Pilots on temporary contracts with Etihad Airways will have the opportunity to become permanent employees as the Abu Dhabi carrier seeks to expand operations and leverage its partnerships with other airlines.
The fast-growing airline will nearly double its fleet over the next decade, offering seconded pilots from partner airlines the chance to fly the latest Airbus and Boeing aircraft, it said yesterday.
Etihad has 200 pilots on secondment from its partner airlines, equivalent to about 9 per cent of the 2,221 pilots on its books as of the end of last year.
The airline’s growth strategy is focused on expanding its global route network by forming code-share partnerships and equity partnerships, in which it takes stakes in carriers in strategically important regions. Its equity partners include airberlin, Alitalia, Virgin Australia, India’s Jet Airways and Air Seychelles.
Pilots from airberlin, Alitalia, Jet Airways, City Liner, Darwin Airline and Niki will be given the opportunity to fly Boeing 787 Dreamliner and Airbus A380 aircraft, Etihad said yesterday.
The carrier’s president and chief executive, James Hogan, said the initiative highlighted the success of its business model, which includes sharing resources with its equity partners.
“Our pilot secondment programme is such an exciting and unique opportunity for pilots across our group of partner airlines, many of whom have a wealth of experience and are passionate about flying,” Mr Hogan said.
Under the scheme, pilots are trained for about five to seven months before taking a test to obtain a licence from the UAE General Civil Aviation Authority.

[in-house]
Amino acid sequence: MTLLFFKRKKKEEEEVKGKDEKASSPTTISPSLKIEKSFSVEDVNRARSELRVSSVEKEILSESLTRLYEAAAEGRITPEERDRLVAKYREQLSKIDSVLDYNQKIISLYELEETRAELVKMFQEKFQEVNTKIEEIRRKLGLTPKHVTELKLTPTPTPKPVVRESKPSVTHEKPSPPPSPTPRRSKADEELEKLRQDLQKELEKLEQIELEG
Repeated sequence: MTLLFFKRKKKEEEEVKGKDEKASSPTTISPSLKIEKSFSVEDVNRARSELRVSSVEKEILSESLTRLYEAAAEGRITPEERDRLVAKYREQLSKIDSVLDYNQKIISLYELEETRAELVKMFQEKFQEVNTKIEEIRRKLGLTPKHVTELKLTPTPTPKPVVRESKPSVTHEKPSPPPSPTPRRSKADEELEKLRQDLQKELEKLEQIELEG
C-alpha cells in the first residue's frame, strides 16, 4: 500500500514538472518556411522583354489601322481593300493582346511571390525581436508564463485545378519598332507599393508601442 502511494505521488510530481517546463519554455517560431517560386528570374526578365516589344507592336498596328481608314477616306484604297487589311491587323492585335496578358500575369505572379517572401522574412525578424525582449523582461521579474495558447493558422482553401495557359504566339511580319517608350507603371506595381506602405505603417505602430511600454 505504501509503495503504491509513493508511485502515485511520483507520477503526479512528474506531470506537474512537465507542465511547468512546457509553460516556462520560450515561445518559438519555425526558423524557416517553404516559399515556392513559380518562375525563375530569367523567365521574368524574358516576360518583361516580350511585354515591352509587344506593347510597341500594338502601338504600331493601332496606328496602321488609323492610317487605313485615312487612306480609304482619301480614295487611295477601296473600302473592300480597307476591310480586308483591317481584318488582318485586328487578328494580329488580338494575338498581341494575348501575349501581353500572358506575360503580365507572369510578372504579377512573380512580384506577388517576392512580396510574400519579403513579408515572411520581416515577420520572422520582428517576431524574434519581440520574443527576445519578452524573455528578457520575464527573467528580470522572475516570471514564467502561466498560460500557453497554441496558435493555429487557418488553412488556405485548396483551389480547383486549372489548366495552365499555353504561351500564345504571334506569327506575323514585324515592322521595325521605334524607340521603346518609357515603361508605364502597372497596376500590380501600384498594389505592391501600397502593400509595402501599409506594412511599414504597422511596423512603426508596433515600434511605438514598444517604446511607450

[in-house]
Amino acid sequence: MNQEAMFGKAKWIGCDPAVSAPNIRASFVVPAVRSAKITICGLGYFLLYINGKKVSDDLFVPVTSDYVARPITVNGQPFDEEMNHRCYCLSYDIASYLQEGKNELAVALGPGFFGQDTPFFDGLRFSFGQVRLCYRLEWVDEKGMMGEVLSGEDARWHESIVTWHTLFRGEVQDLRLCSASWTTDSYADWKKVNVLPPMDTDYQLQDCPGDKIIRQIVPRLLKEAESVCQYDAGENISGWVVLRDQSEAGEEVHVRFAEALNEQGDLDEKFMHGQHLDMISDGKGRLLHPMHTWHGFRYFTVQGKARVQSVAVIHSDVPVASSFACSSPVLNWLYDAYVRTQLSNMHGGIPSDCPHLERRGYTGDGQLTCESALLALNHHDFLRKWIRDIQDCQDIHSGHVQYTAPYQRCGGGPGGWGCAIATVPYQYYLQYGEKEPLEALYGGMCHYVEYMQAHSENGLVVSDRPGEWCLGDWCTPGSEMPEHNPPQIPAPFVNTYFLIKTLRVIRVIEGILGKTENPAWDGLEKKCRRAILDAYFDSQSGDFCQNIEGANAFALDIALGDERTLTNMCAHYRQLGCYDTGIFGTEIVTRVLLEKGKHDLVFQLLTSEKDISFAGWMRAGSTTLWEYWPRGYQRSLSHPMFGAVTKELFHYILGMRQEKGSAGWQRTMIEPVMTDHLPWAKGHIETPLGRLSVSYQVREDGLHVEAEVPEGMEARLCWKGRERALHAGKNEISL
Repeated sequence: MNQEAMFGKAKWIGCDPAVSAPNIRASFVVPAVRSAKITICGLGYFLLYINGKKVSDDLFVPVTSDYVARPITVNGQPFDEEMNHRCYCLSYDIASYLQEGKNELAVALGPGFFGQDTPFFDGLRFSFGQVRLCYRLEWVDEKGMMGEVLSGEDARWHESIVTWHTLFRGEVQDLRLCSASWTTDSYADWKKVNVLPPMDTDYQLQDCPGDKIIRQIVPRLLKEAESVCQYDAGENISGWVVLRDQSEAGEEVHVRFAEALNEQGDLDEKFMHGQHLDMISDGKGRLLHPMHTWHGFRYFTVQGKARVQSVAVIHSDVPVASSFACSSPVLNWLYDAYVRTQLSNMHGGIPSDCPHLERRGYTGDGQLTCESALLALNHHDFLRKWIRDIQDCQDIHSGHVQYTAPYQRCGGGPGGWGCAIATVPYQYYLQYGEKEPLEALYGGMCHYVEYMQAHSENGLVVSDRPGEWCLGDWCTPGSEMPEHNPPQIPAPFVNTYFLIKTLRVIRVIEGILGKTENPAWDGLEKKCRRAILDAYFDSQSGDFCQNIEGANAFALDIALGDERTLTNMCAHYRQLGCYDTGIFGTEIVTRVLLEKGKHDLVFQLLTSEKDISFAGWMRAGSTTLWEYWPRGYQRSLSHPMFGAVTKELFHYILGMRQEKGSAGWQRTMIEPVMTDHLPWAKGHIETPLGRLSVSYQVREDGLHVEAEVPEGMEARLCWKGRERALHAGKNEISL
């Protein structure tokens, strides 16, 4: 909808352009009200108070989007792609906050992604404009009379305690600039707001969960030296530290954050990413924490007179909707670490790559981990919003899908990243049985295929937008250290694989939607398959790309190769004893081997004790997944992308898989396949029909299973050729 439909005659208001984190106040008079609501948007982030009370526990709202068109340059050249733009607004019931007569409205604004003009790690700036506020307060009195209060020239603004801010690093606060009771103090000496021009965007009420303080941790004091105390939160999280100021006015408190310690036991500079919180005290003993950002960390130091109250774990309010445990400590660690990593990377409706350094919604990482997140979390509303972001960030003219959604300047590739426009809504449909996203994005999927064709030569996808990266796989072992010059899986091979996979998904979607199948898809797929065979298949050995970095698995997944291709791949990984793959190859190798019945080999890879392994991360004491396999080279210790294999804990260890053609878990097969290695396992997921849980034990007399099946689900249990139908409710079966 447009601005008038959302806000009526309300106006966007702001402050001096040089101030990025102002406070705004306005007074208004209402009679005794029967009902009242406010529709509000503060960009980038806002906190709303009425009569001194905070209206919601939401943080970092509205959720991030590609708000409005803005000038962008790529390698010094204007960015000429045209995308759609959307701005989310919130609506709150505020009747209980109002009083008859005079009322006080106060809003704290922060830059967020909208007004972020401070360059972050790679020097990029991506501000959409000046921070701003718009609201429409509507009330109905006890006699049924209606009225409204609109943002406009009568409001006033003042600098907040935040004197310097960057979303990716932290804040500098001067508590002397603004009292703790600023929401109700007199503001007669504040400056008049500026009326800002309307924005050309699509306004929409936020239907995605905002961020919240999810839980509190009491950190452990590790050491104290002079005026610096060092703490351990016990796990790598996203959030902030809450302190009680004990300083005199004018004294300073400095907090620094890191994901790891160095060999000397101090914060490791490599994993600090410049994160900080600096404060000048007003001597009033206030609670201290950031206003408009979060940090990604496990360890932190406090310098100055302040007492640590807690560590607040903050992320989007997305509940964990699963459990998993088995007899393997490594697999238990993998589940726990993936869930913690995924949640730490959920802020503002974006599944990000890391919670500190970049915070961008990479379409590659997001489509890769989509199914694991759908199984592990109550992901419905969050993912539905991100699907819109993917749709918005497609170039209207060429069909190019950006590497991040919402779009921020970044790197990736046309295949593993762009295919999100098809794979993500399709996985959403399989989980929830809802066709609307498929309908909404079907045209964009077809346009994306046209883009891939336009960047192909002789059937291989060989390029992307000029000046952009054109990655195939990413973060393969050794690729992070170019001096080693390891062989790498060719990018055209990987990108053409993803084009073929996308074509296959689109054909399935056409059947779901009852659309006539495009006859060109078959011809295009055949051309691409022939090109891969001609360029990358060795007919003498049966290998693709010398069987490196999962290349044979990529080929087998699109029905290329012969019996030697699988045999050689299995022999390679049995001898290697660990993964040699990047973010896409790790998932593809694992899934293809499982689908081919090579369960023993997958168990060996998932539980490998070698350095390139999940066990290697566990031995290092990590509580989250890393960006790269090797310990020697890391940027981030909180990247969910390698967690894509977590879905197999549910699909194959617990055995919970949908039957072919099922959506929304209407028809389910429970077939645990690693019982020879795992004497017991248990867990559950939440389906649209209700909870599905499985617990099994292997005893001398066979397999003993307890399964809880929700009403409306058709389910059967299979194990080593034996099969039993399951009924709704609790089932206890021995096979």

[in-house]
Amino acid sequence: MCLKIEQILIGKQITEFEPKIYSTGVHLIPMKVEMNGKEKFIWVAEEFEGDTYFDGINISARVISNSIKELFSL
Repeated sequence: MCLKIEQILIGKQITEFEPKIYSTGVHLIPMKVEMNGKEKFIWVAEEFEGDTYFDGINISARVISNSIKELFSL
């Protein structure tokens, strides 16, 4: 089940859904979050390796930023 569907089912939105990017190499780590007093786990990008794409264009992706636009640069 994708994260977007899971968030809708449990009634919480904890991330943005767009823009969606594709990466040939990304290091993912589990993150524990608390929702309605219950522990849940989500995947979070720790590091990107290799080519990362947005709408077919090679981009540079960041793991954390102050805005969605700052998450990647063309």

Once the licence is acquired, pilots then fly with certified instructors for a minimum of three weeks.
There are 21 former airberlin pilots that have transferred to permanent roles with Etihad, flying the Boeing 787 Dreamliner and Airbus A380. Etihad plans to operate 70 787s and 9 A380s by 2025, according to the airline.
Pilots are given more opportunities for promotion within the company as a larger variety of aircraft allow for more versatility, Etihad said.
“I did not hesitate to join the airline on a permanent contract because of the future possibility to upgrade to captain,” said first officer Julian Kirrinnis, who joined Etihad two years ago from airberlin.
Etihad said that it usually takes about 10 to 15 years to achieve a command position in most legacy carriers, but the average for the Abu Dhabi company is approximately three years.
“We are able to put our pilots at the forefront of modern aviation, and look forward to welcoming many more to join our family,” said Mr Hogan.
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